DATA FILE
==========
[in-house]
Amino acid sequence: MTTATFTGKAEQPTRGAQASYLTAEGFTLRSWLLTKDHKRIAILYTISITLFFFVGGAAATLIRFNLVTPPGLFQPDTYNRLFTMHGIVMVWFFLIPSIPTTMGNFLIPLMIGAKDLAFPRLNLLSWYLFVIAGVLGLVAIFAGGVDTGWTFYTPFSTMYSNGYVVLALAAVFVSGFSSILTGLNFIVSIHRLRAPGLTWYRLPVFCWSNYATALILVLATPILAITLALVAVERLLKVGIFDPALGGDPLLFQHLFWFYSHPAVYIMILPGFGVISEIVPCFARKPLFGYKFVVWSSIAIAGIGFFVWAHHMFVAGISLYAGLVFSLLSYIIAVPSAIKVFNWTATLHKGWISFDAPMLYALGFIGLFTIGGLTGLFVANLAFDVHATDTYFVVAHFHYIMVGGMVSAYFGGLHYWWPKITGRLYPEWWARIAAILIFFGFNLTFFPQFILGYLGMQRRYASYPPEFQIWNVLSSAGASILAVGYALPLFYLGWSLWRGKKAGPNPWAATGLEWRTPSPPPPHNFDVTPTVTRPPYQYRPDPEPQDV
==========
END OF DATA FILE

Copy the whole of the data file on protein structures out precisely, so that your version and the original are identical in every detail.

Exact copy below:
[in-house]
Amino acid sequence: MTTATFTGKAEQPTRGAQASYLTAEGFTLRSWLLTKDHKRIAILYTISITLFFFVGGAAATLIRFNLVTPPGLFQPDTYNRLFTMHGIVMVWFFLIPSIPTTMGNFLIPLMIGAKDLAFPRLNLLSWYLFVIAGVLGLVAIFAGGVDTGWTFYTPFSTMYSNGYVVLALAAVFVSGFSSILTGLNFIVSIHRLRAPGLTWYRLPVFCWSNYATALILVLATPILAITLALVAVERLLKVGIFDPALGGDPLLFQHLFWFYSHPAVYIMILPGFGVISEIVPCFARKPLFGYKFVVWSSIAIAGIGFFVWAHHMFVAGISLYAGLVFSLLSYIIAVPSAIKVFNWTATLHKGWISFDAPMLYALGFIGLFTIGGLTGLFVANLAFDVHATDTYFVVAHFHYIMVGGMVSAYFGGLHYWWPKITGRLYPEWWARIAAILIFFGFNLTFFPQFILGYLGMQRRYASYPPEFQIWNVLSSAGASILAVGYALPLFYLGWSLWRGKKAGPNPWAATGLEWRTPSPPPPHNFDVTPTVTRPPYQYRPDPEPQDV